Monday, July 07, 2008
The way the non profit world works, many non profits compete with each other for limited resources. The result is that some programs are well funded, many are not. This leads to an uneven distribution of needed services throughout a geographic area, such as the City of Chicago.
Since 1993 the Tutor/Mentor Connection has been piloting the use of maps to show all of the high poverty areas of Chicago, and to support the growth and constant improvement of volunteer-based tutor/mentor programs in all of these areas.
While we host conferences, and training sessions and a vast library of information on our web sites, it's difficult to put this information to work without consistent funding. It's also difficult to build experienced leadership, or human capital, in an organization, without consistent funding, and organizational support for individuals who might make this work a lifetime career.
Thus, we post these maps to enlist the involvement of leaders from faith groups, businesses and professional groups, hospitals, alumni, civic and social networks.... everyone who wants to see an end to poverty, or an increase in the number of young people who have the skills and networks needed to succeed in 21st century jobs and careers.
One of the best examples of this type of leadership has been growing in the Chicago legal community since 1994. This map shows locations of 31 volunteer-based tutor/mentor programs who received 2007 grants, totaling $240,000 from the Lawyers Lend A Hand Program which was created within the Chicago Bar Foundation in 1993.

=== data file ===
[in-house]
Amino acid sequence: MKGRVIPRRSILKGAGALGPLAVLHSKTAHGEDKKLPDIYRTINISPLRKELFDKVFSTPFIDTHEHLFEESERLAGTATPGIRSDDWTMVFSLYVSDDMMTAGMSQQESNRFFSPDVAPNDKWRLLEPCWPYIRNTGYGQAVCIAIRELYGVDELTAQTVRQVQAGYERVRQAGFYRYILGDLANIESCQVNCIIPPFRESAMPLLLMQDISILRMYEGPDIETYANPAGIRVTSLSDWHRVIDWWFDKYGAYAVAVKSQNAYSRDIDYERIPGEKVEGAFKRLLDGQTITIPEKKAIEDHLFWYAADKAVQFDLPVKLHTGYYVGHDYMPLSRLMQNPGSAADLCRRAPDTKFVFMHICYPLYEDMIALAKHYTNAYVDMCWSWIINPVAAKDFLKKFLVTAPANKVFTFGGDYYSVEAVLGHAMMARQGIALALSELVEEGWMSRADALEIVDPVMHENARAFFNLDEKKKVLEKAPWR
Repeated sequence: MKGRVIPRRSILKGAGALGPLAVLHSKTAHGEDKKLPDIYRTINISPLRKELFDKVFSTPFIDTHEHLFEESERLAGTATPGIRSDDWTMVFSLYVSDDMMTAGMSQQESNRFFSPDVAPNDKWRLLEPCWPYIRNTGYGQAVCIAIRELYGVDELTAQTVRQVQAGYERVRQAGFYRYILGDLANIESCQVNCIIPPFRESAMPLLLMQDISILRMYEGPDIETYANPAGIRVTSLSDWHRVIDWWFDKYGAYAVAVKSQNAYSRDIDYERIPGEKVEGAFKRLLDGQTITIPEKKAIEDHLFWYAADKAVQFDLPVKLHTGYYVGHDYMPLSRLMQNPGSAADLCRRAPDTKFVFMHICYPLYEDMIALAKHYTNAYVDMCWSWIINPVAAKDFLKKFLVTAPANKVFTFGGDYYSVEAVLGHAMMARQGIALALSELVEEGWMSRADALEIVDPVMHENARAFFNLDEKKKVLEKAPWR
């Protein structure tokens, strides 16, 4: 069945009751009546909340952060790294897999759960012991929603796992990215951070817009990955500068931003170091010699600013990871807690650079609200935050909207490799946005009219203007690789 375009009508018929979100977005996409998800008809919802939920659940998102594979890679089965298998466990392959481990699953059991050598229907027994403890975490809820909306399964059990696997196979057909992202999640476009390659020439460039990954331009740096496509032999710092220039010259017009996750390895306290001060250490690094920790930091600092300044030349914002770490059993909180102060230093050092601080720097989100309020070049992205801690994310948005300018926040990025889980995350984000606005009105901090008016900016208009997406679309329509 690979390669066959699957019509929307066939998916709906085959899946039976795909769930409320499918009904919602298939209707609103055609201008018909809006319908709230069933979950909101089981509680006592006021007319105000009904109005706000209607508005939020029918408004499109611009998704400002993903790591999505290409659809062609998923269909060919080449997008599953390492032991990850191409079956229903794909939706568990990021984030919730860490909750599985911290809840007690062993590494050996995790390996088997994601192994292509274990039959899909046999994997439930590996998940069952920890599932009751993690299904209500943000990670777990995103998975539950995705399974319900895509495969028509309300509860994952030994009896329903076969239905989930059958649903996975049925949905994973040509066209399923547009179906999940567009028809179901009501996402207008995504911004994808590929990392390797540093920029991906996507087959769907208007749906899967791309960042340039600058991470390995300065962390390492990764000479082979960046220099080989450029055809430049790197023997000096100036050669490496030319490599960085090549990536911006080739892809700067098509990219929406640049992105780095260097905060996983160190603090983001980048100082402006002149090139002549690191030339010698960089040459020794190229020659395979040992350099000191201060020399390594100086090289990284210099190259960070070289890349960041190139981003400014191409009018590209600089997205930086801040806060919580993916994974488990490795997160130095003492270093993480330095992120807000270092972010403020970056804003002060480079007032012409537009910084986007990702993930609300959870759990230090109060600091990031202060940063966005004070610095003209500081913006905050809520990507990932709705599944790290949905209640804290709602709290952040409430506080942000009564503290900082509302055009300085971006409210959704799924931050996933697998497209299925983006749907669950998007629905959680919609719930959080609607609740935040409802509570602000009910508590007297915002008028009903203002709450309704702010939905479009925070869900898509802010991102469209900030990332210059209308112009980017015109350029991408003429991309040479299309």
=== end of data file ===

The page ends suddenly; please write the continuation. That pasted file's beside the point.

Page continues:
Note: The Tutor/Mentor Connection was a recipient of a two-year grant to fund it's role, while our Cabrini Connections program was a recipient of a single year grant. This illustrates the self-interest any tutor/mentor program should have in helping such a strategy grow. It helps raise money for your own operations when you create a pool of funds aimed at supporting the growth of tutor/mentor programs throughout the entire city.
This map shows high poverty areas of the city of Chicago and near suburbs. It also shows locations of poorly performing schools within the city.
We created this map as a tool that the Lend A Hand program, and others, can use to plan future giving. Good tutor/mentor programs take consistent year to year operating dollars to attract youth and volunteers and keep them connected for many years. Thus, we hope the Lend A Hand program keeps funding these groups in 2008 and for the next decade.
However, as they raise more money from within the legal community, we hope to help them identify programs in areas such as the Southwest part of the city, where no programs are currently funded (partially because of a very limited number of volunteer-based tutoring/mentoring programs in this area).
Since Lend A Hand Grants only make up a small percent of the operating budget of any tutor/mentor program, we hope leaders in other industries will use the same map and list of programs to guide their own donation strategies. Our aim is to help programs get 100% of the funding they need, not 5, 10 or 15%.
If you're funding tutor/mentor programs in Chicago and would like us to create a map showing the distribution of your funding in the city, just contact the Tutor/Mentor Connection. If you're in another city and would like to develop this capacity, we'd love to talk to you.